- Keep your feet clean and dry. Make sure you wash your feet in warm rather than hot water. Opt for temperatures between 90 and 95°F.
- Moisturize your feet but avoid the area between the toes.
- Always wear shoes and socks. Don’t go barefoot even if you are indoors. By keeping them protected, you minimize the chances of injuring your feet.
- You need a thorough foot exam at least once a year – and more often if you tend to have foot problems. Your doctor can check if you have problems with circulation or loss of feeling in your feet. Better still, every time you go for a check-up, remove your shoes and socks so your feet can be examined, too.
- Keep your blood circulation going. Simple things like wriggling your toes once in a while and engaging in physical activities like walking that are easy on the feet can be helpful.13 14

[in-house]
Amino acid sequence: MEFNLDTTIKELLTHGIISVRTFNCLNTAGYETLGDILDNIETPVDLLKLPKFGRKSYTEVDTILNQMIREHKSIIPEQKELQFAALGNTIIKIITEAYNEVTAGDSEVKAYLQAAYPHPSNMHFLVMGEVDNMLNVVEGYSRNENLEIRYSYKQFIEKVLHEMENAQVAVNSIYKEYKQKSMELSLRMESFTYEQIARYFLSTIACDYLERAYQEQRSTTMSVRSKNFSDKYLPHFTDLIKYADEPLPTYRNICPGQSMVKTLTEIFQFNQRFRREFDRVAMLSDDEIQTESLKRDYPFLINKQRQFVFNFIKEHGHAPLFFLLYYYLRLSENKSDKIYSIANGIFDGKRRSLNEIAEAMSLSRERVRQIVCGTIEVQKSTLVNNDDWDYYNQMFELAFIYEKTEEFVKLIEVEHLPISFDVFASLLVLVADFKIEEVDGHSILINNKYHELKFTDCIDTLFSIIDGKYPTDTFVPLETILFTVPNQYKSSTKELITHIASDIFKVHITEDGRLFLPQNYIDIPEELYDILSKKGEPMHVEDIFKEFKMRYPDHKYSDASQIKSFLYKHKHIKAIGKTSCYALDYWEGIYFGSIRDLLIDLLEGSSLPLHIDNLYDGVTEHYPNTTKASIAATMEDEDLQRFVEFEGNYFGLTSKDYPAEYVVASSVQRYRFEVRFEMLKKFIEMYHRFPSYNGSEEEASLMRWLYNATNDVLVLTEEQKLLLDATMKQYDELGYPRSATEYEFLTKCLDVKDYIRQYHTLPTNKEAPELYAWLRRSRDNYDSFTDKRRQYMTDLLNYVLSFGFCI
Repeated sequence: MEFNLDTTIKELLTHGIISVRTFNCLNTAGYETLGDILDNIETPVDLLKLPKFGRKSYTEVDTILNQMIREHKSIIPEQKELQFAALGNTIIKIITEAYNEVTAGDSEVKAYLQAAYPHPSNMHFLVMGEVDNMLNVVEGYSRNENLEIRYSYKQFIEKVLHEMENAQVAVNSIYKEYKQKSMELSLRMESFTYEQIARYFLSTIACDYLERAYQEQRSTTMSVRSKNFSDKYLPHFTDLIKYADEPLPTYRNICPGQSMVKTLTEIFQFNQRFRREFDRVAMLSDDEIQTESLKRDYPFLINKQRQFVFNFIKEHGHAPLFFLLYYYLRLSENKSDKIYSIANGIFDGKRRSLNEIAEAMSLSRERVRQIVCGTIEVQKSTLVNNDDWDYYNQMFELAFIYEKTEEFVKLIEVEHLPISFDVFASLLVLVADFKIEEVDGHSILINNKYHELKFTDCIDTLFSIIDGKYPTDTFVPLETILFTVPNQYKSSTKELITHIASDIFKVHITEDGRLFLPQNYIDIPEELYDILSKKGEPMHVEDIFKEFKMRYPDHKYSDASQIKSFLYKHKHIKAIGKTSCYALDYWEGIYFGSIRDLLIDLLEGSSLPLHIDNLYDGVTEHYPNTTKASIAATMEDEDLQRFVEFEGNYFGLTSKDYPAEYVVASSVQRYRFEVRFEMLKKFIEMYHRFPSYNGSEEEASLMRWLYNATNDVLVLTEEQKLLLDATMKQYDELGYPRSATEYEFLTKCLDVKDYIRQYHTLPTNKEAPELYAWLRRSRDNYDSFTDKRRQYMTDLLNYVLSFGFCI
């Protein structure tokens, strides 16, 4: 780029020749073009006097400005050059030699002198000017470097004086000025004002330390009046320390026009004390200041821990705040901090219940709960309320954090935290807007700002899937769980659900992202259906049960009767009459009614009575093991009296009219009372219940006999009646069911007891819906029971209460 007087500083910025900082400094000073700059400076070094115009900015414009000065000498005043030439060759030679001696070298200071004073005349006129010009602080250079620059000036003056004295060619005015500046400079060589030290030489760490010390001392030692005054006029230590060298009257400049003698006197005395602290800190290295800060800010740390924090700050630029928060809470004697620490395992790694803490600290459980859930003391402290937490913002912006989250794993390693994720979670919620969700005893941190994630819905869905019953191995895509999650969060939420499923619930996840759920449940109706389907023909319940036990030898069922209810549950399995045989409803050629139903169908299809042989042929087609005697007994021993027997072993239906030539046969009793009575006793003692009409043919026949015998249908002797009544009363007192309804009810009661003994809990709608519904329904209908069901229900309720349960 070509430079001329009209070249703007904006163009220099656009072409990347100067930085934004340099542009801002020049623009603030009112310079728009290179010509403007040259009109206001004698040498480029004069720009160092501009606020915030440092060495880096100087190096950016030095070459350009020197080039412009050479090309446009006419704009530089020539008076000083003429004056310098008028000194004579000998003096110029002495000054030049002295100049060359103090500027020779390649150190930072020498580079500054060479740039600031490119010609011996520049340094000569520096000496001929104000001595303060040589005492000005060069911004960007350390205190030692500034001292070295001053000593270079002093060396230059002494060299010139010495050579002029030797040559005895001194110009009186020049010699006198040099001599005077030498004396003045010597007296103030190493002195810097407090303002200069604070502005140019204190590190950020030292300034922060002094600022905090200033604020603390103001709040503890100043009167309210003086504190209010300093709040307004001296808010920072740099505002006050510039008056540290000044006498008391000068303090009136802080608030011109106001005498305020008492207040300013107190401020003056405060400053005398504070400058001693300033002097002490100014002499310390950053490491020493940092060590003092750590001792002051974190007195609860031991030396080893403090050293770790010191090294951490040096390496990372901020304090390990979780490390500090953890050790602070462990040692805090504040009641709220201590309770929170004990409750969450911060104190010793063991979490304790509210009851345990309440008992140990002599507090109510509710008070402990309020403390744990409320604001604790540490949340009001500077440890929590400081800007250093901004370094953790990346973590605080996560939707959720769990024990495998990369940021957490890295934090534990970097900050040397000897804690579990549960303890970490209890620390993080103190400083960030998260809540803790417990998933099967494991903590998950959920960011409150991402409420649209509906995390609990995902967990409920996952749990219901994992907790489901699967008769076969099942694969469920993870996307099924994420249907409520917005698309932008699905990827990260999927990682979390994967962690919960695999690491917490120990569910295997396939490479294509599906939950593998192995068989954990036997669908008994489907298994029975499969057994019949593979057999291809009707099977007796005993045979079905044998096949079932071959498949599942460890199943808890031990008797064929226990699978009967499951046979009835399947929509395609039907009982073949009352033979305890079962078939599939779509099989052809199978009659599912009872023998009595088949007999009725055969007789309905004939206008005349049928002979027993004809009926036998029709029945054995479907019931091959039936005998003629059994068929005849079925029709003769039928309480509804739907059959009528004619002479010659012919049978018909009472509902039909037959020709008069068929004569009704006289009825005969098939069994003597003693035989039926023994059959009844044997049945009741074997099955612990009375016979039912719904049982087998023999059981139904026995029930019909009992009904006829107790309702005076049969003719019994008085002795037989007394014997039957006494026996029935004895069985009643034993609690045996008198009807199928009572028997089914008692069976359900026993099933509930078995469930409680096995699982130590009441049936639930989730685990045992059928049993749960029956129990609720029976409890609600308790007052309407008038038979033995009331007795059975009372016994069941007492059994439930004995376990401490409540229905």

|↑1, ↑2||Nerve Damage (Diabetic Neuropathies). National Institutes of Health.|
|↑3||Diabetic Foot. National Institutes of Health.|
|↑4||Veves, Aristidis, Ewan A. Masson, Devaka JS Fernando, and Andrew JM Boulton. “Use of experimental padded hosiery to reduce abnormal foot pressures in diabetic
|↑5, ↑9||Diabetic Socks. Diabetes.co.uk.|
|↑6||Herring, Kirk M., and Douglas H.
|↑7||Feldman, Carol B., and Ellen D. Davis. “Sockwear recommendations for people with diabetes.” Diabetes Spectrum 14, no. 2 (2001): 59-61.|
|↑8||Foot care. Diabetes Australia.|
|↑10||York, Robyn MB, and Ian L. Gordon. “Effect of optically
|↑11||Büttner, Reiner, Hardy Markwitz, and Carmen Knobelsdorf. “ALCERU® silver–A new ALCERU® Fibre with versatile application potential.” Lenzinger Berichte 85 (2006): 131-136.|
|↑13||Foot Care. American Diabetes association.|
|↑14||Diabetes & Foot Problems. National Institutes of Health.|